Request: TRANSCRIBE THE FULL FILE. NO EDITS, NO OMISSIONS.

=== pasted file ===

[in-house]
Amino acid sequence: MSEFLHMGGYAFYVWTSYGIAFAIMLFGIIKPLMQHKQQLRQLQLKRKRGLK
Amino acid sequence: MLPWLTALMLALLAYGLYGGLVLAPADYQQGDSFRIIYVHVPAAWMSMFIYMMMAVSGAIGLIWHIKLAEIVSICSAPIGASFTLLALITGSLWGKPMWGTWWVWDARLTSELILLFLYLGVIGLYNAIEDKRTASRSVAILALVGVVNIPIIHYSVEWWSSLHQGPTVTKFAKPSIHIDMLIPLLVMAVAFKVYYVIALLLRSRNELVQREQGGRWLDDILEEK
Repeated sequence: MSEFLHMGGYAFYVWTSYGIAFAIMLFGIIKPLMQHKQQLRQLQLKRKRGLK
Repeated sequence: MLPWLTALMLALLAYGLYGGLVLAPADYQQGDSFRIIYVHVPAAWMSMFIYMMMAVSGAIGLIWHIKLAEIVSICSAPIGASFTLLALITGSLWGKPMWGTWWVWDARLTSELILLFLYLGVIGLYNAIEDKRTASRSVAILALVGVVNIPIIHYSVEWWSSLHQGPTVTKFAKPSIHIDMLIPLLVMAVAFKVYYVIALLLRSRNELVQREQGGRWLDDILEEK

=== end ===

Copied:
[in-house]
Amino acid sequence: MSEFLHMGGYAFYVWTSYGIAFAIMLFGIIKPLMQHKQQLRQLQLKRKRGLK
Amino acid sequence: MLPWLTALMLALLAYGLYGGLVLAPADYQQGDSFRIIYVHVPAAWMSMFIYMMMAVSGAIGLIWHIKLAEIVSICSAPIGASFTLLALITGSLWGKPMWGTWWVWDARLTSELILLFLYLGVIGLYNAIEDKRTASRSVAILALVGVVNIPIIHYSVEWWSSLHQGPTVTKFAKPSIHIDMLIPLLVMAVAFKVYYVIALLLRSRNELVQREQGGRWLDDILEEK
Repeated sequence: MSEFLHMGGYAFYVWTSYGIAFAIMLFGIIKPLMQHKQQLRQLQLKRKRGLK
Repeated sequence: MLPWLTALMLALLAYGLYGGLVLAPADYQQGDSFRIIYVHVPAAWMSMFIYMMMAVSGAIGLIWHIKLAEIVSICSAPIGASFTLLALITGSLWGKPMWGTWWVWDARLTSELILLFLYLGVIGLYNAIEDKRTASRSVAILALVGVVNIPIIHYSVEWWSSLHQGPTVTKFAKPSIHIDMLIPLLVMAVAFKVYYVIALLLRSRNELVQREQGGRWLDDILEEK